Tuesday, October 6, 2015

Cheap food costs us water

Yesterday, I put research into agricultural subsidies on my "To Do" list. This morning I moved it to the top of that list. Here's what I found:

farmstead and silos
farmstead and silos
Photo by J. Harrington

The Minnesota Department of Agriculture has a profile of Minnesota agriculture. A separate data base, developed by the Environmental Working Group, notes "USDA subsidies for farms in Minnesota totaled $17,132,000,000 from 1995 through 2012." That was an 18 year period, so the average USDA subsidies paid to Minnesota farmers was almost $100,000,000 per year. If the average number of farms was about constant at about 75,000 per year for that period, the average subsidy per farm was almost $13,000 per year, or for an average farm, more than $35 per acre per year.

So, if my math is correct, some farmers, those who claim that they should be paid for abating water pollution, need to be be reminded that the rest of us pay water and sewer bills and property taxes for storm water management, and haven't been getting a free ride for years. (When my Better Half had a consulting business, at which I was employed, there was no annual federal subsidy nor insurance for our "crop" of services.)

late season corn
late season corn
Photo by J. Harrington

Preparing and following water quality conservation plans should be a mandatory requirement to qualify for USDA or state agricultural subsidies. How else can we meet water quality standards for fishable-swimmable waters? Phosphorus discharge limits are already included in a number of the discharge permits for metro wastewater treatment plants. According to Metro Council Environmental Services,
"The Seneca, Metropolitan, Empire, and Eagles Point WWTP’s individual permits include 12 month moving average phosphorous limits of 1.0 mg/L. The Hastings WWTP’s individual permit includes a schedule to attain compliance with a final 12 month moving average phosphorous limit of 1.0 mg/L. The Eagles Point, Empire, Metropolitan, and Seneca WWTP’s have not reported a phosphorus limit violation within the past five years. The current permit for the Hastings WWTP does not have an assigned phosphorous limit."
The Minnesota Center for Environmental Advocacy has summarized long-standing agricultural water pollution issues in Minnesota and nationally. Minnesota Public Radio, as part of an ongoing series of reports on Minnesota water issues, has an overview of agriculture's contribution to water quality problems in Minnesota. It includes mention of linking farm subsidies to accountability for agricultural pollution abatement.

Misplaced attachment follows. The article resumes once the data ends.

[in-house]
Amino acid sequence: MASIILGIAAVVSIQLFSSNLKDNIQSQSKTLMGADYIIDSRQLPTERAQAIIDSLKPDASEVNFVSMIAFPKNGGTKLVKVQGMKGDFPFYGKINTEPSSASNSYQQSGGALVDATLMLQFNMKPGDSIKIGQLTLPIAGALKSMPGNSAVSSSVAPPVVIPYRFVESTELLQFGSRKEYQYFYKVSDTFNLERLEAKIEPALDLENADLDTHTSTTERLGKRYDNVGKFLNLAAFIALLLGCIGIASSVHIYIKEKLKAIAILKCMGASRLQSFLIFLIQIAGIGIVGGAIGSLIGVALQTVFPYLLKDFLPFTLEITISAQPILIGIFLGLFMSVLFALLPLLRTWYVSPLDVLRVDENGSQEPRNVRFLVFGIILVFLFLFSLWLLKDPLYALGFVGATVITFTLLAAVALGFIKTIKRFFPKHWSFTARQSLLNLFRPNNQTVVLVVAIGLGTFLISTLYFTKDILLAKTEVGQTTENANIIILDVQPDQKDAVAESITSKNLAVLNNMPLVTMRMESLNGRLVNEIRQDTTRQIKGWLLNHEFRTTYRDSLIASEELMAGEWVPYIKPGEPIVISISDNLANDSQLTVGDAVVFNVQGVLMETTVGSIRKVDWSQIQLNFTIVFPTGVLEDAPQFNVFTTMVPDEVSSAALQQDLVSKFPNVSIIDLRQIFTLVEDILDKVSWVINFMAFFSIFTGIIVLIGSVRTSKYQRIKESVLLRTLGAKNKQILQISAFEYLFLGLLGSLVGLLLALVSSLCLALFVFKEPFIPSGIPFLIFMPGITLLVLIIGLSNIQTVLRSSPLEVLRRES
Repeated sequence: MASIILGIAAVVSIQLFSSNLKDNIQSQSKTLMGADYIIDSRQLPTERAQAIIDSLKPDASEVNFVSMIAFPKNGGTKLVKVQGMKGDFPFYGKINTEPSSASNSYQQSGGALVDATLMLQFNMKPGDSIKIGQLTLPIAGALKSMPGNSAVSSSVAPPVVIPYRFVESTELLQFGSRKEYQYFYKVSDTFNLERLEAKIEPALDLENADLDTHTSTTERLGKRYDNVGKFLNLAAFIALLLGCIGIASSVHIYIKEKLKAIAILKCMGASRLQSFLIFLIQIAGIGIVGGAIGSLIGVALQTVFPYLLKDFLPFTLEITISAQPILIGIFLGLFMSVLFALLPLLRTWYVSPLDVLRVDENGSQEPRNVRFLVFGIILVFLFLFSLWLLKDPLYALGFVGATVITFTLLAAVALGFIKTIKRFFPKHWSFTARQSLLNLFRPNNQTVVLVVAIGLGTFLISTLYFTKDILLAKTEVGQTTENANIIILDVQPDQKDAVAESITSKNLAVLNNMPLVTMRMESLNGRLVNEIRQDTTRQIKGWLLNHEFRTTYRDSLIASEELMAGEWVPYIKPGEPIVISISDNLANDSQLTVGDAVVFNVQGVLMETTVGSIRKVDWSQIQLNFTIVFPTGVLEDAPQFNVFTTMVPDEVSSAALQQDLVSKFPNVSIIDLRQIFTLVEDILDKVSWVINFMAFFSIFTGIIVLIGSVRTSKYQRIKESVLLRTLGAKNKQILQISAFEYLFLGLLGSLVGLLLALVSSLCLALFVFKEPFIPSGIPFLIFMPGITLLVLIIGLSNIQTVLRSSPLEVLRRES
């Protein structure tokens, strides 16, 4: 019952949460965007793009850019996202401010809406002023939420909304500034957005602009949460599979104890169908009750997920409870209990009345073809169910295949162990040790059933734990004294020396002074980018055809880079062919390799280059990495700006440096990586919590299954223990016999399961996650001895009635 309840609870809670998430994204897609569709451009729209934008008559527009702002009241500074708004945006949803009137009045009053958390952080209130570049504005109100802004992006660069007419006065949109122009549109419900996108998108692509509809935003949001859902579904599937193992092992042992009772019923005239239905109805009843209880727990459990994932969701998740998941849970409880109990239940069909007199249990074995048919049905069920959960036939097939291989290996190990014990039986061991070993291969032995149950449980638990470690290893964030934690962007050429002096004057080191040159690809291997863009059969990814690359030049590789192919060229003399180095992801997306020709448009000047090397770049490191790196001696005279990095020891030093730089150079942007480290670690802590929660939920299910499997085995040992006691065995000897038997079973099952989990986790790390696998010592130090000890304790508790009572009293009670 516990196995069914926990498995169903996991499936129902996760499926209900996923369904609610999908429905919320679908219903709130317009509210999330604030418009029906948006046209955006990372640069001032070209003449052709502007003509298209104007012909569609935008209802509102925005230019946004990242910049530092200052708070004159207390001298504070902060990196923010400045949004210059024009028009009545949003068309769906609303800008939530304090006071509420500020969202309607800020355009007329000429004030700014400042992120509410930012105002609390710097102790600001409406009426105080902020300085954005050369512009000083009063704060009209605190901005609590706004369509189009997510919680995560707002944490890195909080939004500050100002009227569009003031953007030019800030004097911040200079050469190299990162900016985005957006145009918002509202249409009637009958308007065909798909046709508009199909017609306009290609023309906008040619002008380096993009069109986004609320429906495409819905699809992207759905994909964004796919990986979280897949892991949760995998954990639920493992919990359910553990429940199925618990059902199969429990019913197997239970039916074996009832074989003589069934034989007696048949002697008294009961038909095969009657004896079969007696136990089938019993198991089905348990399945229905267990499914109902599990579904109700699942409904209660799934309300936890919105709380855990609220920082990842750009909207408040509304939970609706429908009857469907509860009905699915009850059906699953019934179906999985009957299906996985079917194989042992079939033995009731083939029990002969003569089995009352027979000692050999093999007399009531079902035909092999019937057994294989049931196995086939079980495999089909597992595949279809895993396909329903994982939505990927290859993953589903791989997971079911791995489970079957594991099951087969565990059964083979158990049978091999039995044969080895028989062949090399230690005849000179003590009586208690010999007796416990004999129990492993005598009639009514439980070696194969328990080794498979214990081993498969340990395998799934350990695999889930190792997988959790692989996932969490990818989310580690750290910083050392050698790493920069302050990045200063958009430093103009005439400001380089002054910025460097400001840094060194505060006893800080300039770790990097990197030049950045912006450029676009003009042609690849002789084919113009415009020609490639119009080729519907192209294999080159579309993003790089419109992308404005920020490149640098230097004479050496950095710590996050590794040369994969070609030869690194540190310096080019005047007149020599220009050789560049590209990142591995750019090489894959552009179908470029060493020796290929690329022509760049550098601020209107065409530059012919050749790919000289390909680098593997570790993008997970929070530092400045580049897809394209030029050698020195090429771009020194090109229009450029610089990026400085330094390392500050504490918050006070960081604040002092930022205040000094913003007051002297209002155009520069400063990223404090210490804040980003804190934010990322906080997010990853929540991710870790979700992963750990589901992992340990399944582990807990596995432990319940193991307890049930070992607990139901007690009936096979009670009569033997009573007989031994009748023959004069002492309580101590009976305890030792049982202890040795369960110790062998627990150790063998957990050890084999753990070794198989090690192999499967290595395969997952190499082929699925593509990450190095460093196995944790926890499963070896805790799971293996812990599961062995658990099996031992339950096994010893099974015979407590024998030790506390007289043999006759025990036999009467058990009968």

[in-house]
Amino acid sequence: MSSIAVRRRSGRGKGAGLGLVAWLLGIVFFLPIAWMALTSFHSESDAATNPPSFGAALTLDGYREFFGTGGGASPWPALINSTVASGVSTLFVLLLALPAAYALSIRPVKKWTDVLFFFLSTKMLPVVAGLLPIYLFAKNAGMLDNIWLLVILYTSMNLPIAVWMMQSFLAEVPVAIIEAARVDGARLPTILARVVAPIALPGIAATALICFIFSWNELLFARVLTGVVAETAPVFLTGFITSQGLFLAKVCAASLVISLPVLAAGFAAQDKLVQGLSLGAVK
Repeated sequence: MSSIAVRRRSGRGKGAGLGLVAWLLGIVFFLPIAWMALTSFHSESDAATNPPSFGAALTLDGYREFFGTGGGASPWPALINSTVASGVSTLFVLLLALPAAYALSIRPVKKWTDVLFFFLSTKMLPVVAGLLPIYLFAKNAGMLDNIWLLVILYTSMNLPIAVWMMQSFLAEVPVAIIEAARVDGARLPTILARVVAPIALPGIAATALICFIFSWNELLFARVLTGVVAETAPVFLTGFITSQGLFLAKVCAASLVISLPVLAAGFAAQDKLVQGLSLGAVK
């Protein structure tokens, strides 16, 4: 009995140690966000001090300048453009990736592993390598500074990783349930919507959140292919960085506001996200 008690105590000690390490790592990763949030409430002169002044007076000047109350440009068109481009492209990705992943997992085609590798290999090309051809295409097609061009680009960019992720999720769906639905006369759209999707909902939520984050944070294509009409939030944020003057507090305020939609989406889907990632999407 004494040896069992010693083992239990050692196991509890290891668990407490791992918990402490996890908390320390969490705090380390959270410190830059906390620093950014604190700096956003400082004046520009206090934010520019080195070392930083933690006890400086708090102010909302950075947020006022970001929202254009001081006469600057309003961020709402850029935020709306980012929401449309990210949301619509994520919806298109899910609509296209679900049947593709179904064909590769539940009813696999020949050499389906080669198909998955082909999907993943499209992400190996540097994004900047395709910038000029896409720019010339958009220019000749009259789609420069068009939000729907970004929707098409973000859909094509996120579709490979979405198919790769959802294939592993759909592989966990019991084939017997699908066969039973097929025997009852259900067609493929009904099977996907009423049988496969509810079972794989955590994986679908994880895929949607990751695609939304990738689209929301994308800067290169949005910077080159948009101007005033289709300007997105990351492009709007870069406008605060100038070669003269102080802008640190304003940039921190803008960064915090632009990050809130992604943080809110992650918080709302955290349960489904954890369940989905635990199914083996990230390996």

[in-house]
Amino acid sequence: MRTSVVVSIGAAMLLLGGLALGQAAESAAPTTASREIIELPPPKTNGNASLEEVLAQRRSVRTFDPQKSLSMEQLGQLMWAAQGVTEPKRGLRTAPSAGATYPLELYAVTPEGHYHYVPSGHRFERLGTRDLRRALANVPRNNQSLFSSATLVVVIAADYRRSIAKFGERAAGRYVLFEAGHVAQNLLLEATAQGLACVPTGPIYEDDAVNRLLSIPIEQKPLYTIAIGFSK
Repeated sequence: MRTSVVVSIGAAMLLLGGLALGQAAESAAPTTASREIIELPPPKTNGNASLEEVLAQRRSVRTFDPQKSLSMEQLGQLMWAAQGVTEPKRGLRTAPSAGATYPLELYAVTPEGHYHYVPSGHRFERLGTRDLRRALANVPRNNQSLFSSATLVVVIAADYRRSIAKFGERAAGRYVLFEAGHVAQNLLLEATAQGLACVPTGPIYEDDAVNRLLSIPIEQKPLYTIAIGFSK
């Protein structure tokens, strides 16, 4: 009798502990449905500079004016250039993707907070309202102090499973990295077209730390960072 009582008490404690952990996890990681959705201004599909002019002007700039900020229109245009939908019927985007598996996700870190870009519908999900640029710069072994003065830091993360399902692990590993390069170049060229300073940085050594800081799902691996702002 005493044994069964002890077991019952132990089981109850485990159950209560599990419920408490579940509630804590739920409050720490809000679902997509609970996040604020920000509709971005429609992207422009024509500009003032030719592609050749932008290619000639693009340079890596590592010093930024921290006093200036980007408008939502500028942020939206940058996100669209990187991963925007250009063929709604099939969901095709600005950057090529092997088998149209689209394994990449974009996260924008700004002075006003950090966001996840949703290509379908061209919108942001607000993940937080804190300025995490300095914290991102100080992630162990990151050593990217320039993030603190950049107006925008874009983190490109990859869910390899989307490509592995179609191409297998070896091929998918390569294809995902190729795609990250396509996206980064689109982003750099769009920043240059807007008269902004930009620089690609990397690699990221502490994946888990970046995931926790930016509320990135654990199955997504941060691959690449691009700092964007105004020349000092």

"We've had forty years of voluntary cleanup goals and now the conversation has moved toward not necessarily regulation, but some accountability mechanism," Russell [Trevor Russell, Watershed Program Director for Friends of the Mississippi River] says. "It sounds like a false distinction, but it's not. There are substantial financial incentives in our agriculture system in the form of direct crop subsidies and farm programs. We have a substantial public investment and virtually no strings attached to that money. So you do your part for clean water," he says. "If not, there is an accountability mechanism, maybe a fine. We have $7 a bushel corn and $14 a bushel soybeans and you can't afford a buffer to stop runoff from running into the stream?"

pasture land
pasture land
Photo by J. Harrington

The Minnesota River is the major tributary to the Mississippi in Minnesota. It's water quality status is described in a helpful summary prepared by the UMN Extension. So, major wastewater treatment facilities have phosphorus limits, urban areas have storm water permit requirements and agriculture finally has several demonstration projects and updated buffer requirements. Do you see anything wrong with that picture?

Indian Summer

By Diane Glancy 
There’s a farm auction up the road.
Wind has its bid in for the leaves.
Already bugs flurry the headlights
between cornfields at night.
If this world were permanent,
I could dance full as the squaw dress
on the clothesline.
I would not see winter
in the square of white yard-light on the wall.
But something tugs at me.
The world is at a loss and I am part of it
migrating daily.
Everything is up for grabs
like a box of farm tools broken open.
I hear the spirits often in the garden
and along the shore of corn.
I know this place is not mine.
I hear them up the road again.
This world is a horizon, an open sea.
Behind the house, the white iceberg of the barn.


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